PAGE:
holding that the "[University of California-Irvine] and its Board of Regents have long been understood to be instrumentalities of the State of California for Eleventh Amendment purposes"Summary of this case from Wake Forest Univ. Health, Sciences v. Regents of the Univ. of Cal.
Argued and Submitted September 2, 2010.
Filed November 12, 2010.
Juan Hong, Irvine, CA, pro se.
Richard A. Paul, Esquire, Paul Plevin Sullivan Connaughton, LLP, San Diego, CA, for Defendants-Appellees.
Appeal from the United States District Court for the Central District of California, Cormac J. Carney, District Judge, Presiding. D.C. No. CV-06-00134-CJC.
Before: O'SCANNLAIN, GOULD and IKUTA, Circuit Judges.
This disposition is not appropriate for publication and is not precedent except as provided by Ninth Circuit Rule 36-3.
Juan Hong, a former member of the faculty at the University of California, Irvine ("UCI"), appeals from the district court's grant of summary judgment in favor of six university officers and the governing Board of Regents of UCI. As the facts are known to the parties, we repeat them here only as necessary to explain our decision.
Under the Eleventh Amendment, the State of California and its official arms are immune from suit under 42 U.S.C. § 1983 in federal court. See Howlett v. Rose, 496 U.S. 356, 365, 110 S.Ct. 2430, 110 L.Ed.2d 332 (1990). UCI and its Board of Regents have long been understood to be instrumentalities of the State of California for Eleventh Amendment purposes, Jackson v. Hayakawa, 682 F.2d 1344, 1350 (9th Cir. 1982), and in his official capacity, University Provost and Executive Vice Chancellor Michael Gottfredson acts as an instrumentality of the state as well, see Mitchell v. L.A. Cmty. Coll. Dist., 861 F.2d 198, 201 (9th Cir. 1988). Thus, the Board of Regents and Vice Chancellor Gottfredson are both immune under the Eleventh Amendment from Hong's § 1983 action.
The Board of Regents and Vice Chancellor Gottfredson are immune from both Hong's request for damages and his request for injunctive relief, because all relief Hong asks for is retrospective. See Verizon Md., Inc. v. Pub. Serv. Comm'n of Md., 535 U.S. 635, 645, 122 S.Ct. 1753, 152 L.Ed.2d 871 (2002).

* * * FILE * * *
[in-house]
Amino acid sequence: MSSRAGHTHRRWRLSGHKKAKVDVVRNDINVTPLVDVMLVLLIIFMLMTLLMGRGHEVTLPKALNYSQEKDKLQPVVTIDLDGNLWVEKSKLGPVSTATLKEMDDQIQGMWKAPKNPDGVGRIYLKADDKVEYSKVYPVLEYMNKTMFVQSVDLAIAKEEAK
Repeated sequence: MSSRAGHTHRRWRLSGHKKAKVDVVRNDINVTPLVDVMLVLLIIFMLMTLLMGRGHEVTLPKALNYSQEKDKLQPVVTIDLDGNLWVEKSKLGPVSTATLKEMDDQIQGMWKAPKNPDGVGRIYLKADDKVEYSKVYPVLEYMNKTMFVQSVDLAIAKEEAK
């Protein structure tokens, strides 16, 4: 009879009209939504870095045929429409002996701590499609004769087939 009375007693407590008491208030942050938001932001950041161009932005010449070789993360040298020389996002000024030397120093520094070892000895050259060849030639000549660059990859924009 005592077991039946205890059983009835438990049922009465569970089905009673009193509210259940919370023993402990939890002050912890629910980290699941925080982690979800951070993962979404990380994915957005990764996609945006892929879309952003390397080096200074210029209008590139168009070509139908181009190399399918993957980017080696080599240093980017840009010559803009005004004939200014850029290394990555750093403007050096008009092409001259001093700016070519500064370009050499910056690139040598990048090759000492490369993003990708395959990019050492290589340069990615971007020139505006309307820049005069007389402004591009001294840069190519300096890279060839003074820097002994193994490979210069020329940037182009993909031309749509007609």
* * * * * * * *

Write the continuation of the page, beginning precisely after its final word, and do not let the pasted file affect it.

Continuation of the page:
All of the university officers that Hong has sued in their individual capacities are entitled to qualified immunity. Hong has sued these officials for their exercise of a purely discretionary function: voting on whether to award Hong a merit salary increase. See Cohen v. San Bernardino Valley Coll., 92 F.3d 968, 973 (9th Cir. 1996) (concluding that discretionary functions, for purposes of qualified immunity, include "demoting, evaluating and disciplining" a college professor). It is far from clearly established today, much less in 2004 when the university officers voted on Hong's merits increase, that university professors have a First Amendment right to comment on faculty administrative matters without retaliation. See Garcetti v. Ceballos, 547 U.S. 410, 425, 126 S.Ct. 1951, 164 L.Ed.2d 689 (2006). Accordingly, all of the named defendants are immune from Hong's suit.
Having concluded that each of the defendants is entitled to immunity from Hong's claims, we need not proceed to the merits of his First Amendment argument. See Pearson v. Callahan, 555 U.S. 223, 129 S.Ct. 808, 818, 172 L.Ed.2d 565 (2009); see also id. at 821 (stating that it is preferable for courts "not to pass on questions of constitutionality . . . unless such adjudication is unavoidable." (internal quotation marks omitted)). We leave the question of whether faculty speech such as Hong's is protected under the First Amendment for consideration in another case. See id. at 820.
The district court's grant of summary judgment is